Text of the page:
Tolkien Collector's Guide
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Dec 11, 2019 (edited)
2019/12/11 8:05:57 (GMT) Greenwich Mean Time, London, Dublin, Lisbon, Casablanca, Monrovia
What if an envelope is important in a documentary sense in establishing something a letter does not explicitly reveal e.g. date of posting, full identity of recipient, some unique franking aspect, paper, typewriter, etc? These things can be of interest and (if you care about such things) important. Separating them potentially destroys that link, well photographed or not. I'm talking generally here mind you, I have no particular view on this individual item.
Dec 11, 2019 (edited)
2019/12/11 8:47:35 (GMT) Greenwich Mean Time, London, Dublin, Lisbon, Casablanca, Monrovia

Khamûl wrote:
What if an envelope is important in a documentary sense in establishing something a letter does not explicitly reveal e.g. date of posting, full identity of recipient, some unique franking aspect, paper, typewriter, etc? These things can be of interest and (if you care about such things) important. Separating them potentially destroys that link, well photoraphed or not. I'm talking generally here mind you, I have no particular view on this individual item.

If it *is* documented, then absolutely nothing is destroyed by their separation. Both items still exist. Any link between the items beyond what has been documented is purely an emotional response. This isn't stuff I personally would buy, but the fact that these things do come for sale is what results in them being documented in the first place. Otherwise, they are just things that sit in private display cases and cupboards, and they don't add any value to anyone other than the owner.

As long as people don't molest and destroy things (which is still their own business, tbh), I just can't see any problem. For me, this seems like far less of a problem than taking a first impression Hobbit and sticking an unrelated cut signature in it. That destroys the signature and the book.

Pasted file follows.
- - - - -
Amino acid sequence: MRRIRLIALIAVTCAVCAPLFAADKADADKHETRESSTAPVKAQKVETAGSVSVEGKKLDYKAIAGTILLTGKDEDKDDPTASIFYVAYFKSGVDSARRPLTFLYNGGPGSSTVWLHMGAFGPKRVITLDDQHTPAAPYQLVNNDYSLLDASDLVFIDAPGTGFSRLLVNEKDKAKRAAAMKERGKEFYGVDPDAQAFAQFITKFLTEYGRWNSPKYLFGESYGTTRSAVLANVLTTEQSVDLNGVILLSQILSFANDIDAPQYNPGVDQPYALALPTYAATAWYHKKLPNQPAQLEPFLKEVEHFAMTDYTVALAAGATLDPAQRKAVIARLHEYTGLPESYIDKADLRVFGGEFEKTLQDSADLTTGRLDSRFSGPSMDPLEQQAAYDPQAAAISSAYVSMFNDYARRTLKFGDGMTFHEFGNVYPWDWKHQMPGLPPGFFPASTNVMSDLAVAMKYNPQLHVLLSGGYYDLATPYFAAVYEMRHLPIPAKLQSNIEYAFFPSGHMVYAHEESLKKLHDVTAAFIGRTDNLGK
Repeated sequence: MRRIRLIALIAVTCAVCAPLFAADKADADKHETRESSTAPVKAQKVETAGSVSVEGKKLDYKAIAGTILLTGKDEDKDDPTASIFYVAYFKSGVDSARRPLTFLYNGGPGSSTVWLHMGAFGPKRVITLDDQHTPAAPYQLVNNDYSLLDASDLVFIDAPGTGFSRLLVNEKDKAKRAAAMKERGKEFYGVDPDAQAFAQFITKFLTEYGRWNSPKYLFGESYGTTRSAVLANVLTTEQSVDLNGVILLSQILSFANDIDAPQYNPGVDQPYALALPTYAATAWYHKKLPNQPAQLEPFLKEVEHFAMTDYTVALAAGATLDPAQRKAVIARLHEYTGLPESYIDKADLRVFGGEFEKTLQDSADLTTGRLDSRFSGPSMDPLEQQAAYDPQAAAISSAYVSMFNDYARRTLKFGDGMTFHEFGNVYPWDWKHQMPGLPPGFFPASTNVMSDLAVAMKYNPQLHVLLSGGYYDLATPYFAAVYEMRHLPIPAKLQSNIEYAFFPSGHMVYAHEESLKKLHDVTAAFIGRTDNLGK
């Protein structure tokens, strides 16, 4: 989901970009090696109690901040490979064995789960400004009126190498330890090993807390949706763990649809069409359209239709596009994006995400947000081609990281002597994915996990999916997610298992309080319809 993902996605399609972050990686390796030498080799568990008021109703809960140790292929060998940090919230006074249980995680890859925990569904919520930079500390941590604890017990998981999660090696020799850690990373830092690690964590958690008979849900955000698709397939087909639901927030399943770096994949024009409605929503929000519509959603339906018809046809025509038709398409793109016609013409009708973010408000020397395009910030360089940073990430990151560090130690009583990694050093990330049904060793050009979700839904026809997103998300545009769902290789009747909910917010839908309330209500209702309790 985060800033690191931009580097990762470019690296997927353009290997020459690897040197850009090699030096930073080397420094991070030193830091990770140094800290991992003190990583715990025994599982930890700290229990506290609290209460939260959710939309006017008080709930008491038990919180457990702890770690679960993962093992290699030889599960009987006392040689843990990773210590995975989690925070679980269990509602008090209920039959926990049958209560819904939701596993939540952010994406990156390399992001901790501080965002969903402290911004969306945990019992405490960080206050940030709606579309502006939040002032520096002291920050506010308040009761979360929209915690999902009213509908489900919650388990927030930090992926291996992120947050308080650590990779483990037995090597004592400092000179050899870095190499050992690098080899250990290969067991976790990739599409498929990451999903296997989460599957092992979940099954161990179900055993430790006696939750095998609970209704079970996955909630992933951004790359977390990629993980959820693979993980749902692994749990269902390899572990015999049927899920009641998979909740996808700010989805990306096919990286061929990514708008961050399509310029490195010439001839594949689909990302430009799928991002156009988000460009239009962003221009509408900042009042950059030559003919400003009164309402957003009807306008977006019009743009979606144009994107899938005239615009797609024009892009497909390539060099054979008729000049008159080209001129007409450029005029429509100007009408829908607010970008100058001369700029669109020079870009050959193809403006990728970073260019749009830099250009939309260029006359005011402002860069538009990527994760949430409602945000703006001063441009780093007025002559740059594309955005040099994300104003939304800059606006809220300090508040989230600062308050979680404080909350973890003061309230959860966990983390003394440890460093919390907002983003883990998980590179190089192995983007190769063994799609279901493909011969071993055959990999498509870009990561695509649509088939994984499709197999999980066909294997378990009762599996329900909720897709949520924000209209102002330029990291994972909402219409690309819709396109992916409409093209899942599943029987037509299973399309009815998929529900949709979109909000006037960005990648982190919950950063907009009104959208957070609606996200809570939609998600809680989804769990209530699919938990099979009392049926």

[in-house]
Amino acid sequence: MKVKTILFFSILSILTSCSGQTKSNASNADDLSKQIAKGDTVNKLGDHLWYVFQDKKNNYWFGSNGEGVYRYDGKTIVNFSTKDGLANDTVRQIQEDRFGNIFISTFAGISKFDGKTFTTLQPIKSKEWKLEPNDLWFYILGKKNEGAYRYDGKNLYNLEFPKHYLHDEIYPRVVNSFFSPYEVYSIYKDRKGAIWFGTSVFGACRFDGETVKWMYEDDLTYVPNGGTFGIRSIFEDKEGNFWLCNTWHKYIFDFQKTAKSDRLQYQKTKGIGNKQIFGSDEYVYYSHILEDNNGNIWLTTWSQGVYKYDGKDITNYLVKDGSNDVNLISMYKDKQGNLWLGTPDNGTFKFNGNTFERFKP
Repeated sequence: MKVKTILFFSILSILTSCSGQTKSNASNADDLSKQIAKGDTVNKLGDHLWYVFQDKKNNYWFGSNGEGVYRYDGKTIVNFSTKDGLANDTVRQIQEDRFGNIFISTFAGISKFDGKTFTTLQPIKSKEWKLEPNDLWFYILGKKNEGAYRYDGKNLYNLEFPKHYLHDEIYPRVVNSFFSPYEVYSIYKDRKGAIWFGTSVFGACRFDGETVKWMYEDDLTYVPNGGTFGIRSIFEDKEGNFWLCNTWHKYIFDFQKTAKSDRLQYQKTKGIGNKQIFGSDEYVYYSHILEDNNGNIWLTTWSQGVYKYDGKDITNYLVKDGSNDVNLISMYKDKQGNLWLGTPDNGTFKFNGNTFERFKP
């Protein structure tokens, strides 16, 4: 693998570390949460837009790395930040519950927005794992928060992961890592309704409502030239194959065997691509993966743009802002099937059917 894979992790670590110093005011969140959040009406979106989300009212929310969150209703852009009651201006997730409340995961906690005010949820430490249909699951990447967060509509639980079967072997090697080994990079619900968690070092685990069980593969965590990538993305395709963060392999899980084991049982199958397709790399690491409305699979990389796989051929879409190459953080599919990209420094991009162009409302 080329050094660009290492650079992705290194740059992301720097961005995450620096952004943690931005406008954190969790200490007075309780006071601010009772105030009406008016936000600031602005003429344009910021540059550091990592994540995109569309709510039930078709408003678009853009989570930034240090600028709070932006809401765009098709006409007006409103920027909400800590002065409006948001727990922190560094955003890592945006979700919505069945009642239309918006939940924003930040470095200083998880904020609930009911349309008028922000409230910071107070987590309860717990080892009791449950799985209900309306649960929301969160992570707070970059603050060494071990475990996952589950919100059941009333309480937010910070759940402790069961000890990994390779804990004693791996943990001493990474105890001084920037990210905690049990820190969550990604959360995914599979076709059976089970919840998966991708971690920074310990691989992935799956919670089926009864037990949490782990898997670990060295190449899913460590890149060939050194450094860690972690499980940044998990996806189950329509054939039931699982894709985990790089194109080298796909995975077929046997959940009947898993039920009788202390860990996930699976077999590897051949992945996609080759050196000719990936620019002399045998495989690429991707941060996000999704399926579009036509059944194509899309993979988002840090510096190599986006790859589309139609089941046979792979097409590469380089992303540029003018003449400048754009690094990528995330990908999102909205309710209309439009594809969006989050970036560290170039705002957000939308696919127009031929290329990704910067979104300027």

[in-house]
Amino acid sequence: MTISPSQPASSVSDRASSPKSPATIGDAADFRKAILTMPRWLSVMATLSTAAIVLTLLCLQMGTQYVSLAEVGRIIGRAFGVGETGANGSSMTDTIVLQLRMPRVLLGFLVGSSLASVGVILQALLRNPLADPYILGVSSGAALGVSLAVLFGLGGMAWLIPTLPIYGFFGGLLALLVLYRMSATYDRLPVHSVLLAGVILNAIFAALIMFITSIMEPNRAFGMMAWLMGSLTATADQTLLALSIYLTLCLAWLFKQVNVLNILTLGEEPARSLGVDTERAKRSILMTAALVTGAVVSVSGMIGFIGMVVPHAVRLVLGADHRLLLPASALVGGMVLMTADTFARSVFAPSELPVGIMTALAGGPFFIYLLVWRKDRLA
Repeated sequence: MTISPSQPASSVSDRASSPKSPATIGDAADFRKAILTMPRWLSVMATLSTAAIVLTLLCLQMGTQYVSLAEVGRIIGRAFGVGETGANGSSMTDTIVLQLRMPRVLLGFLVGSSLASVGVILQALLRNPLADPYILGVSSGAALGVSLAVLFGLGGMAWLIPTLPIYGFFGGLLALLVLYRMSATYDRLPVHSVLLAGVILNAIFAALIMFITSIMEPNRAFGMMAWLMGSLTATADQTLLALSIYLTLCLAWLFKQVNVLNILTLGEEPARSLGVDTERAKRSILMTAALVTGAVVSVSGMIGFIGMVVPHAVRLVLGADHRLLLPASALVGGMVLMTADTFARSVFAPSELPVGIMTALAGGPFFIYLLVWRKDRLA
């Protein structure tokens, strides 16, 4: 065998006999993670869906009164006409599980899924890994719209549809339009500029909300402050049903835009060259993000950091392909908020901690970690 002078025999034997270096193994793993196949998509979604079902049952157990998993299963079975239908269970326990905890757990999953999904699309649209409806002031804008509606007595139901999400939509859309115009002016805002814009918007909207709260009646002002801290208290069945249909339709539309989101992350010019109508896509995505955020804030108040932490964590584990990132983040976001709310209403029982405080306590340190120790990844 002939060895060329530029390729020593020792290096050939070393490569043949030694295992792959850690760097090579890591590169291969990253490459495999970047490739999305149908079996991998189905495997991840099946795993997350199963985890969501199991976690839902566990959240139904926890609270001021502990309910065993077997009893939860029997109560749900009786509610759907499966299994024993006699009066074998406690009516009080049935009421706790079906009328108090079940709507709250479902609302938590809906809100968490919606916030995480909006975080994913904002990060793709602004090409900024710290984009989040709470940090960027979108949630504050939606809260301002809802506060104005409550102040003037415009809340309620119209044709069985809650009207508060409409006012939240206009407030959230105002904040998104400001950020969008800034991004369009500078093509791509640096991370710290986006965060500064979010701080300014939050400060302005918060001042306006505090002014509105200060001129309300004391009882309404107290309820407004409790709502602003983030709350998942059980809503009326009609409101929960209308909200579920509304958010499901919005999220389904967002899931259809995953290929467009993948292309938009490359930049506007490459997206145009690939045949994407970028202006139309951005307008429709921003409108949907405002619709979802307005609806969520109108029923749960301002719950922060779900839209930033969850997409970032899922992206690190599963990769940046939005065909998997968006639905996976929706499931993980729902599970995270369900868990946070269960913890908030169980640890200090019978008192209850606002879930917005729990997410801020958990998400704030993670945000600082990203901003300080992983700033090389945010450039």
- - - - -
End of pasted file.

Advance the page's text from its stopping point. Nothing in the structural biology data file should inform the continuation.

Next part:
I think that as much as enjoy collecting stuff, at the end of the day it is still just stuff. And even if such stuff might impart information, it is the kind of information that satisfies scholarly curiosity. I genuinely don't believe we are talking about world changing things here (other than to a small few, of course). Digital archives are really where these things (and they information they impart) will be preserved for the future scholars and the curious, I think. I realise this is probably not a popular opinion to have in these parts
Dec 11, 2019
2019/12/11 19:04:43 (GMT) Greenwich Mean Time, London, Dublin, Lisbon, Casablanca, Monrovia
Stu, I don't see this as something emotional, just something that is wrong. Like buying a box-set to then remove the books and toss the box away. I get your points of course, I just feel that these types of items are worthy of remaining whole if they have survived as one this long.


Stu wrote:
Digital archives are really where these things (and they information they impart) will be preserved for the future scholars and the curious, I think. I realise this is probably not a popular opinion to have in these parts

That we are heading into 2020 and Tolkien does not have a dedicated online resource for researchers to use is very disappointing. Digital works so well for research and enables the long-term protection of rare and fragile manuscripts. Scan them once, make them available, sell them in high-resolution, widen access and allow others outside a chosen few to really get closer to Tolkien's manuscripts and unpublished works.
Dec 12, 2019